INTRODUCTION: In Lima, Peru people make the best of whatever is available in the way of motorised transport.
GV: Ditches dug in ground with motor mechanics at side.
TS: cars over ditches along side of road.
GV: cars pulling over ditch.
SV PAN: mechanic getting under car.
SV: mechanic standing by car.
SV: mechanic at work under car.
SV: oxygen tank and mechanic lighting cetylene torch(4 shots)
GV: car over ditch as mechanic works beneath it.
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Background: INTRODUCTION: In Lima, Peru people make the best of whatever is available in the way of motorised transport. New cars are prohibitively expensive, so old ones have to be kept going. There are plenty of established garages of course, but also a band of itinerant car mechanics who make their contribution to the Peruvian policy of make do and mend.
SYNOPSIS: The are known as "zanjeros", which literally translated means "ditchers'. The reason for this is obvious -- when they set themselves up for work the first thing they do is dig a ditch. Their main business is changing and repairing exhausts and silencers -- but they will turn their hand to anything that fits their skills -- mending bumpers and car bodywork -- repairing saucepans, cooking utensils and even beds.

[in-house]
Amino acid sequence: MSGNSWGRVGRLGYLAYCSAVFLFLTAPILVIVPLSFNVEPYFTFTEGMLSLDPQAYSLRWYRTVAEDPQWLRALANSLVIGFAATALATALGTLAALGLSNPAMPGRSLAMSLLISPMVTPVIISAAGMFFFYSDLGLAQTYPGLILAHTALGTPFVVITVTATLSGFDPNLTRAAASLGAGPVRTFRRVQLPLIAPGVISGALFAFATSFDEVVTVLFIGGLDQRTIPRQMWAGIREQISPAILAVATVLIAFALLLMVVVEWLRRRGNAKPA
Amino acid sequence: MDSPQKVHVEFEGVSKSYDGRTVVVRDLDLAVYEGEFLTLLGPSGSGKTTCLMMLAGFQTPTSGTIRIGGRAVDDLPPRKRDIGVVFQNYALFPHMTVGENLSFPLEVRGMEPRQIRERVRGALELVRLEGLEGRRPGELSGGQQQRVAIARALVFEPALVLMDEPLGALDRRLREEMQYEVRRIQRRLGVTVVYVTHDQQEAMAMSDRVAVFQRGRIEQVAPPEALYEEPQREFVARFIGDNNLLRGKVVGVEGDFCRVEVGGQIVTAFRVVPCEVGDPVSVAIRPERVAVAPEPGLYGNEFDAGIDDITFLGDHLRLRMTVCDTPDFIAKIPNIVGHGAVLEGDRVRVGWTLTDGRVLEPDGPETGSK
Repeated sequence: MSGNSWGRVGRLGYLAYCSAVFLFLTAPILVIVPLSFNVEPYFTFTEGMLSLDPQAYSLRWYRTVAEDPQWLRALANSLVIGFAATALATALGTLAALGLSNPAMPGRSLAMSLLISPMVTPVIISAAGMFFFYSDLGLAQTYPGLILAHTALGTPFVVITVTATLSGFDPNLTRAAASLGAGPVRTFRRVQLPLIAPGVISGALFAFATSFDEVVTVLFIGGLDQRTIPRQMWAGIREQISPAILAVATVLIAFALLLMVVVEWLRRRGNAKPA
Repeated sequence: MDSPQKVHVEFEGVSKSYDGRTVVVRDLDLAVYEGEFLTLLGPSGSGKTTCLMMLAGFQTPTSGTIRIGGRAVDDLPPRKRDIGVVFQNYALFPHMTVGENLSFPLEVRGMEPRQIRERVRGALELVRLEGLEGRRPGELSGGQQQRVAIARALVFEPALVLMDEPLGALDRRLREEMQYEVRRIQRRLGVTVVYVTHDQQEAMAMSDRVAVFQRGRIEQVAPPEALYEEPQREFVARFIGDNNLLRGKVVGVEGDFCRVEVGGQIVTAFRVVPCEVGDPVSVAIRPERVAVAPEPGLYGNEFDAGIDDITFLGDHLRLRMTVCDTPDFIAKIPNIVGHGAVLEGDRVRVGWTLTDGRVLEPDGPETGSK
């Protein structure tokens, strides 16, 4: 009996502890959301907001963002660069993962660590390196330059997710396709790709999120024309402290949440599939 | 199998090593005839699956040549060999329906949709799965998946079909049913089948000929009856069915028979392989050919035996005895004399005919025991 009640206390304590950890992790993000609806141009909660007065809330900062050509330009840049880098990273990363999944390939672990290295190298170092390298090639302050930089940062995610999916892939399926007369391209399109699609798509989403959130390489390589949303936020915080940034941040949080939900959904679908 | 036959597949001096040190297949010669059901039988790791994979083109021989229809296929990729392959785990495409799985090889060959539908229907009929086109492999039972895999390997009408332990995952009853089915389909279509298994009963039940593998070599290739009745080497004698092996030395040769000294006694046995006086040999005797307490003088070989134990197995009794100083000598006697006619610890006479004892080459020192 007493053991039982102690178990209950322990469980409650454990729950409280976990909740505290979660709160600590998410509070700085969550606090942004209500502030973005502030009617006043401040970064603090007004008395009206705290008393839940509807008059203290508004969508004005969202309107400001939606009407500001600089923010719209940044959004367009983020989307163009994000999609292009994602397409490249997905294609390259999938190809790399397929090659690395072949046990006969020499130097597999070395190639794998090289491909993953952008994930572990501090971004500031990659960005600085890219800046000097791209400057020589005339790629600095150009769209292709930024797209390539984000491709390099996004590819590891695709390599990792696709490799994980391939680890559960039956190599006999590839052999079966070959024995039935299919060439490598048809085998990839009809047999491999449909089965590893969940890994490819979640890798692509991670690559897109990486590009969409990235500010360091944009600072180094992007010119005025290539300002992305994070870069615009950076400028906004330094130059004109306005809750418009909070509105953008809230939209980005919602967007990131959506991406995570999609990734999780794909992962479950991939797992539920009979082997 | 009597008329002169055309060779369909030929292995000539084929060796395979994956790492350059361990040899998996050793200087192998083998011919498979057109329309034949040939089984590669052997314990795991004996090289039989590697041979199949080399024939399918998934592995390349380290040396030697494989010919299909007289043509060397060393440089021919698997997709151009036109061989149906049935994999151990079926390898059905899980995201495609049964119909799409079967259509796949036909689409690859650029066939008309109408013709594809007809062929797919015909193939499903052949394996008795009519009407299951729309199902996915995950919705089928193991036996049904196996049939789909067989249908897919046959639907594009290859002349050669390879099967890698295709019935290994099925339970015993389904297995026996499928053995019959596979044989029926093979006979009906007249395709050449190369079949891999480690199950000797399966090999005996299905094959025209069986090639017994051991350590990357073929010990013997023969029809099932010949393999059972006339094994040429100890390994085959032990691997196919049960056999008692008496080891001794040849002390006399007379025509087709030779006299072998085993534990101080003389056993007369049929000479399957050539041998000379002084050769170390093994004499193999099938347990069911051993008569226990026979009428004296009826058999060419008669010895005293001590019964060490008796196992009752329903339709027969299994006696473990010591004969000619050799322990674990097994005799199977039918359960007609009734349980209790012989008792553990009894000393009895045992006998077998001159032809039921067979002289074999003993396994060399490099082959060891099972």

To advertise their services the "ditchers" hang spare parts from trees, put up signs or even rush out waving their arms at vehicles they think need repairing. The "ditchers" are to be found alongside most of the roads coming into Lima, but nobody knows how many of them there are at any given moment. They are known as hard-working, taciturn people who have made unsuccessful trips from the provinces looking for jobs in the capital.
A "ditcher" most important -- and expensive -- item of equipment is welding gear and oxygen tanks. They carry these and the rest of their paraphernalia on tricycles, pedalling to their chosen site at around seven o'clock in the morning. Their main asset is being able to exploit their ingenuity, but some of them have grown quite rich on Lima's motorists' constant need for repairs on their decrepit cars. A properly established "ditcher" often own equipment worth about 600 U.S. dollars -- and managed to make extra money by hiring it out to those less fortunate than himself.